Neural Architecture Search with an Efficient Multiobjective Evolutionary Framework

11/09/2020 ∙ by Maria Baldeon Calisto, et al. ∙ 0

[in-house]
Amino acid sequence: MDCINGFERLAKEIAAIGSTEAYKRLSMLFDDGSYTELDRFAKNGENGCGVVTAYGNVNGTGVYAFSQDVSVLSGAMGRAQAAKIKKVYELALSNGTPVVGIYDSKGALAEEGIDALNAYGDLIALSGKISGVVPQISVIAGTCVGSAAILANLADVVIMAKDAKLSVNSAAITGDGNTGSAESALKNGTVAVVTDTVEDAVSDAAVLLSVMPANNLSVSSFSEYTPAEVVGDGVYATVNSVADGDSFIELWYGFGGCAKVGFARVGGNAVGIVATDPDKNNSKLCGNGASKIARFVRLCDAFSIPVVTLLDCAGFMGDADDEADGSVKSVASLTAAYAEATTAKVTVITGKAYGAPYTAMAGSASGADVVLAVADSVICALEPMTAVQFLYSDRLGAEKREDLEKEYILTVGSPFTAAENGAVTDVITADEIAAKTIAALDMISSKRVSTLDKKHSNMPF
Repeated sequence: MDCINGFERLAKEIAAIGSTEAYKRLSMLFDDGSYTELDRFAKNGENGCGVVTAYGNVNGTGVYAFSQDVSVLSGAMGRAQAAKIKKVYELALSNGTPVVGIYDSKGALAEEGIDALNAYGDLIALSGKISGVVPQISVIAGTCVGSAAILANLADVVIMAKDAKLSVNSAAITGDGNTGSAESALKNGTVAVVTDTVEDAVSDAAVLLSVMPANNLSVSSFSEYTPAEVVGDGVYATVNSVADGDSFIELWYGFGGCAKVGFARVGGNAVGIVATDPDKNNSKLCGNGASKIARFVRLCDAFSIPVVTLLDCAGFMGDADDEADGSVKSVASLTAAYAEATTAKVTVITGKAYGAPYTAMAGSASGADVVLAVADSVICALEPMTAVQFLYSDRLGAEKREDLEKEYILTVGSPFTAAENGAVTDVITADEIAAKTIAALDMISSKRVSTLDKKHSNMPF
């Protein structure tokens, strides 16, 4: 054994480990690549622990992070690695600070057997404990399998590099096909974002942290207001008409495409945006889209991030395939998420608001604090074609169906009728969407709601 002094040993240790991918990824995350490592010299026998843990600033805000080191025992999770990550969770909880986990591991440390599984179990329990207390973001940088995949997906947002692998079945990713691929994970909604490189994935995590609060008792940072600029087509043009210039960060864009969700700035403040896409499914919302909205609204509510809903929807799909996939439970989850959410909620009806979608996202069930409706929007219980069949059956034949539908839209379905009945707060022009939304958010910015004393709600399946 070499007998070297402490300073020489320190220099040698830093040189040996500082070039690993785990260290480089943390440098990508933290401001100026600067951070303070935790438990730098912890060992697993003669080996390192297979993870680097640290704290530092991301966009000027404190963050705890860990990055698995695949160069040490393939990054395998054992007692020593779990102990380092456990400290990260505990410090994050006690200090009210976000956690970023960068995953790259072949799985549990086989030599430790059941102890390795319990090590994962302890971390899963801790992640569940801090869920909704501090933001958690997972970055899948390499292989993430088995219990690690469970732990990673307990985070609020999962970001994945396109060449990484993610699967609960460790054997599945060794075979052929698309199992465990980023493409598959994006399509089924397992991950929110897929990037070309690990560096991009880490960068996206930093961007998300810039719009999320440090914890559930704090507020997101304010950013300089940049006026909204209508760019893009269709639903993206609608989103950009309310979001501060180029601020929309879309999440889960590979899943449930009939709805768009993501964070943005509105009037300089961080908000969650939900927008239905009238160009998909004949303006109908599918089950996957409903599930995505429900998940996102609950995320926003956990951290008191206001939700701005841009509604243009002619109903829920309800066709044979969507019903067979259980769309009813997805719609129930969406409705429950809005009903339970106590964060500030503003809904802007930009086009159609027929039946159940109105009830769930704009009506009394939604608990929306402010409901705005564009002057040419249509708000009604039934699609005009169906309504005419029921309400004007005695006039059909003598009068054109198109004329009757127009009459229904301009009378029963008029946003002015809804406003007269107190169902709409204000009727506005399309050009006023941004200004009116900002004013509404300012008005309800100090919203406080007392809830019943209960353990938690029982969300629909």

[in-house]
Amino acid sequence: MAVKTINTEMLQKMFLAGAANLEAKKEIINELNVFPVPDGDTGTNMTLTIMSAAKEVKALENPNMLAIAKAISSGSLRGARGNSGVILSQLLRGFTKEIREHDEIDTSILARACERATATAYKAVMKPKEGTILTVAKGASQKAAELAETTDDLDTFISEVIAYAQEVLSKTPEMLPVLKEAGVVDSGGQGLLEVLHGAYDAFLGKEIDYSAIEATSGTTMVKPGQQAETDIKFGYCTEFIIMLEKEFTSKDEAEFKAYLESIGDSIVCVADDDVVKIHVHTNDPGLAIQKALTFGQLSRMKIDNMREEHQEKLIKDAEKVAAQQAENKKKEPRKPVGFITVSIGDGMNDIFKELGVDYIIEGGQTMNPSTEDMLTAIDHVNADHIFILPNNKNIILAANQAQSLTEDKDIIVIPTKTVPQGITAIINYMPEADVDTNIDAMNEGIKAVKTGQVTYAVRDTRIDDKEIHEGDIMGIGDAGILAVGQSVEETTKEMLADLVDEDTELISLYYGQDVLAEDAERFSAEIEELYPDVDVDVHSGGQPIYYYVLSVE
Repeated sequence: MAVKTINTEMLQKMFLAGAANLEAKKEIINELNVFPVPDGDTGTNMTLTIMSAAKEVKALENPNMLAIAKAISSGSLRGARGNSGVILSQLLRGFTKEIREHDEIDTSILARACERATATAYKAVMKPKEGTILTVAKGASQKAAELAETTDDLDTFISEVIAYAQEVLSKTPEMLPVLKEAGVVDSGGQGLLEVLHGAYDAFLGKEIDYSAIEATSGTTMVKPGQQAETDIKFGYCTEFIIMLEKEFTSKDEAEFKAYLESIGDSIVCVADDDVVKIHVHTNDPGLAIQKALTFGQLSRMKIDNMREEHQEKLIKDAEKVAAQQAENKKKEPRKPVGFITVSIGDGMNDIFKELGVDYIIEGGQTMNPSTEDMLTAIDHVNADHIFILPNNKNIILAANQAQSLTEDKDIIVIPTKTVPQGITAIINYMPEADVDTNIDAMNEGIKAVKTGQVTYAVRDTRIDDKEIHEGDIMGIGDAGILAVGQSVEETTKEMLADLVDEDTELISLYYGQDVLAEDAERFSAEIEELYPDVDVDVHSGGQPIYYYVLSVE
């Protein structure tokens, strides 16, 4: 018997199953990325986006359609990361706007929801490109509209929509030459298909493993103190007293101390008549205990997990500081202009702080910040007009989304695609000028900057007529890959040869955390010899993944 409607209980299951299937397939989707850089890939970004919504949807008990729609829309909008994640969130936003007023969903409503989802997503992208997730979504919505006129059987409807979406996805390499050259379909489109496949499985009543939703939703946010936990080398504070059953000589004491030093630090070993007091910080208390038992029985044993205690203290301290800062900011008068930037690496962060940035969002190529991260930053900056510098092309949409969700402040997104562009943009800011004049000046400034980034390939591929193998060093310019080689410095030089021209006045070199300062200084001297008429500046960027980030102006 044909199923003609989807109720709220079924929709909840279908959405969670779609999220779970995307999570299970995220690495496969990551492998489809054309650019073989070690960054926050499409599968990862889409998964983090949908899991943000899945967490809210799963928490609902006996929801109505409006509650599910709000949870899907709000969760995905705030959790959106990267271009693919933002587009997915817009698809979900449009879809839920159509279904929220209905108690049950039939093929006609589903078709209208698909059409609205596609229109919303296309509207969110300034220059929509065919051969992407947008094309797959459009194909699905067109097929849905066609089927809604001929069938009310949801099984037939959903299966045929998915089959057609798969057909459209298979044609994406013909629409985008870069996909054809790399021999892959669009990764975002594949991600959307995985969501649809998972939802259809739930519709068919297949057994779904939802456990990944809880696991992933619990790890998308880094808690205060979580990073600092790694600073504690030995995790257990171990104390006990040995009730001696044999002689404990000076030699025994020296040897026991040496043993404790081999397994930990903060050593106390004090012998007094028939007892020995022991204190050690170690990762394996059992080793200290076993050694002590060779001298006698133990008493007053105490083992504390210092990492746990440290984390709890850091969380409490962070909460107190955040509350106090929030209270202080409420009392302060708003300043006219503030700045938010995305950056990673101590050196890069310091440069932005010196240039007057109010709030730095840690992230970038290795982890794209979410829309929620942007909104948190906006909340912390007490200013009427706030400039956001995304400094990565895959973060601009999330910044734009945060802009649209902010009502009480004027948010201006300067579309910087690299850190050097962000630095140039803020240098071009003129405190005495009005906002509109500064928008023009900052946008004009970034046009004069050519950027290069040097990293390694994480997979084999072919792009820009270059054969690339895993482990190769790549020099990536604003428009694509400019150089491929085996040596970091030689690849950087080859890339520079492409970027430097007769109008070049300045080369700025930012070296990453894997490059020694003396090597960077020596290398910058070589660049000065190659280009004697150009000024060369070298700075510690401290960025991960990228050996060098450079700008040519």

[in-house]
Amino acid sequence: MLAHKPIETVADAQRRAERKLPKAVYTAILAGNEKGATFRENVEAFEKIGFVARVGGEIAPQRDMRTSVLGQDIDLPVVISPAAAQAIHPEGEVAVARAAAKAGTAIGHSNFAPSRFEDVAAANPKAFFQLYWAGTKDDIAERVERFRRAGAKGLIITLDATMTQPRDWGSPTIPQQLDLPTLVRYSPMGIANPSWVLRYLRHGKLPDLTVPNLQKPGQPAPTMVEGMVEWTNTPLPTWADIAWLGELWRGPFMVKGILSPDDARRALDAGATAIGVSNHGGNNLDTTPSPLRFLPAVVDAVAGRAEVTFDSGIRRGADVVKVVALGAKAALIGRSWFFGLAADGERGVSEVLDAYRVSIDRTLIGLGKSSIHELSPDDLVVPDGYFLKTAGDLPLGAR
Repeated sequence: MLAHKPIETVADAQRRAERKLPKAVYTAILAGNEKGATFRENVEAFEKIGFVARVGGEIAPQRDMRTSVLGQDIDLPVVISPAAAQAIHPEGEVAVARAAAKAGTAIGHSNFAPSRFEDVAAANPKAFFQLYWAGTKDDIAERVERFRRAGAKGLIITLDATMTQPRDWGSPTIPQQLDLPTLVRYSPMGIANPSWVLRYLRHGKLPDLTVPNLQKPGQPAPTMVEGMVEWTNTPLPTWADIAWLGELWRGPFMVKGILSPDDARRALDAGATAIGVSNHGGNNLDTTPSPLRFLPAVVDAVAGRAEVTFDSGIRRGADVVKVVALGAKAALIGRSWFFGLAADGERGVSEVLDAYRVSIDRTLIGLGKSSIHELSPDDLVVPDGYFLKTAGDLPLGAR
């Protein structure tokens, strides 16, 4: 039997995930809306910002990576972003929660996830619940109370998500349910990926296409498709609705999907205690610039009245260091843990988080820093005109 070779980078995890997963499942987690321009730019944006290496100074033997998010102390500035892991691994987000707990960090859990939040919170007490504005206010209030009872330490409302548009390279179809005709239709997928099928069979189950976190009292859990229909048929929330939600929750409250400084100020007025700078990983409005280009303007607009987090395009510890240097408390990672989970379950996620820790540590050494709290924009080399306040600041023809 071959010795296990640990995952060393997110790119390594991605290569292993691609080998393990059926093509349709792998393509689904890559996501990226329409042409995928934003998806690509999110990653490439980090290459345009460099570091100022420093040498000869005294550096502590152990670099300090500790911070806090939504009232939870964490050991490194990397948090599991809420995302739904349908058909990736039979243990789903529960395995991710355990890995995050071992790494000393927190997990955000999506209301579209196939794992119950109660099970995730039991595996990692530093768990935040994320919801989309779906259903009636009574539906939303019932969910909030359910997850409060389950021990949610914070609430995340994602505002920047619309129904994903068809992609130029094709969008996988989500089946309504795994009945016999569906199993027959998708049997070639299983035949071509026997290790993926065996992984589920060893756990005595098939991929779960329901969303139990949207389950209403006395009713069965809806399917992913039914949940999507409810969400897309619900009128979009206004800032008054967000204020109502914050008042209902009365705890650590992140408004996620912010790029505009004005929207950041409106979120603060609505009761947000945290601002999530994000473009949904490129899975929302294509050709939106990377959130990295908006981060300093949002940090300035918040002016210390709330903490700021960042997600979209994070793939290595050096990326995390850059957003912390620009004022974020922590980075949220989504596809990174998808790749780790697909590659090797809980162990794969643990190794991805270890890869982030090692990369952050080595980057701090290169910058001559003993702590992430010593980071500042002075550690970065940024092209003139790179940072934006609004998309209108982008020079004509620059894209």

Deep learning methods have become very successful at solving many complex tasks such as image classification and segmentation, speech recognition and machine translation. Nevertheless, manually designing a neural network for a specific problem is very difficult and time-consuming due to the massive hyperparameter search space, long training times, and lack of technical guidelines for the hyperparameter selection. Moreover, most networks are highly complex, task specific and over-parametrized. Recently, multiobjective neural architecture search (NAS) methods have been proposed to automate the design of accurate and efficient architectures. However, they only optimize either the macro- or micro-structure of the architecture requiring the unset hyperparameters to be manually defined, and do not use the information produced during the optimization process to increase the efficiency of the search. In this work, we propose EMONAS, an Efficient MultiObjective Neural Architecture Search framework for the automatic design of neural architectures while optimizing the network's accuracy and size. EMONAS is composed of a search space that considers both the macro- and micro-structure of the architecture, and a surrogate-assisted multiobjective evolutionary based algorithm that efficiently searches for the best hyperparameters using a Random Forest surrogate and guiding selection probabilities. EMONAS is evaluated on the task of 3D cardiac segmentation from the MICCAI ACDC challenge, which is crucial for disease diagnosis, risk evaluation, and therapy decision. The architecture found with EMONAS is ranked within the top 10 submissions of the challenge in all evaluation metrics, performing better or comparable to other approaches while reducing the search time by more than 50 number of parameters.

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